With 43,000 new cases a year in France, colon cancer – or colorectal cancer – is the third most common cancer in men and the second in women, according to the National Cancer Institute (INCa). This disease forms in the cells that line the wall of the large intestine. The latter consists of the large intestine, which absorbs excess water and nutrients from digested food, and the rectum, which pushes the remaining waste out through the anus.
Colon and rectal cancer are grouped together under the same name because “these organs are made of the same tissue and there is no clear boundary between them,” specifies the Canadian Cancer Society.
Colorectal cancer usually develops gradually. In the early stages of the disease, it remains completely asymptomatic – that is, it does not cause any symptoms. When signs do occur, it is often a sign that the tumor is growing and spreading to nearby organs.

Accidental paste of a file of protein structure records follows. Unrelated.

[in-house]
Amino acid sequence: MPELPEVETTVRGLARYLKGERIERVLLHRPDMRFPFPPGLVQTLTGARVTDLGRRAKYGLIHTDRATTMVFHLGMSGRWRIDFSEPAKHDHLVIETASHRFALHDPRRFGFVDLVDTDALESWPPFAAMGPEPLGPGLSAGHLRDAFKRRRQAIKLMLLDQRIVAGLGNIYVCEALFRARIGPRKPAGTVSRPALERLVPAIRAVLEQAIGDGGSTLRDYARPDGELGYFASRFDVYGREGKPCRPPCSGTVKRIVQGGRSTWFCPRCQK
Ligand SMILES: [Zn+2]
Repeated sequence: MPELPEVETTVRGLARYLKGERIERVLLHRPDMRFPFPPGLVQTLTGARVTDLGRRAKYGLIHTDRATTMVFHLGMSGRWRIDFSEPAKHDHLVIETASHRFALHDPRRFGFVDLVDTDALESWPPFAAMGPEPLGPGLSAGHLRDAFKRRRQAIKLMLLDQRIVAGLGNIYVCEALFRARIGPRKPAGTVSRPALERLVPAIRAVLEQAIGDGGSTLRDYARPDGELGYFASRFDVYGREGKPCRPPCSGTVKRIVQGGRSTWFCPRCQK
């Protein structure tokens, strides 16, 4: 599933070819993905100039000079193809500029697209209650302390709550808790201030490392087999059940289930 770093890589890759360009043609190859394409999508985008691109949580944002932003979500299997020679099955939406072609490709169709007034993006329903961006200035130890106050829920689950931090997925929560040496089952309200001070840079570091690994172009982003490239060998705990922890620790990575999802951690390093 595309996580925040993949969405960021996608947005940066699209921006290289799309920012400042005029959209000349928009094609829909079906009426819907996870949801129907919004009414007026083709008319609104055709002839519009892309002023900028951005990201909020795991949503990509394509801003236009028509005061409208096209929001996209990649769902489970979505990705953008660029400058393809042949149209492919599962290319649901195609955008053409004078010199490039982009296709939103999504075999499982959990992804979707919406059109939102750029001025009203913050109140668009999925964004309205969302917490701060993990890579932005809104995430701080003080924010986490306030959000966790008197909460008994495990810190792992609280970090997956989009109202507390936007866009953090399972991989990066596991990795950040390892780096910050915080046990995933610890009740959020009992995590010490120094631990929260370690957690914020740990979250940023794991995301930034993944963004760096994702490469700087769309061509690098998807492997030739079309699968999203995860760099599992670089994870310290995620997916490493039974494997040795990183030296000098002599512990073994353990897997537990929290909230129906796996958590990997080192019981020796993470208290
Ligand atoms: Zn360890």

But the earlier a cancer is detected, the better the chances of survival. Still, according to INCa, when colon cancer is detected early and confined to the inner surface of the colon, it is curable in 90% of cases. Once it reaches the nearby lymph nodes, the chances of survival drop to 70%… to drop to 13% once it has spread to other organs.
That’s why it’s important to get tested regularly. “In France, an organized screening program is offered (…)
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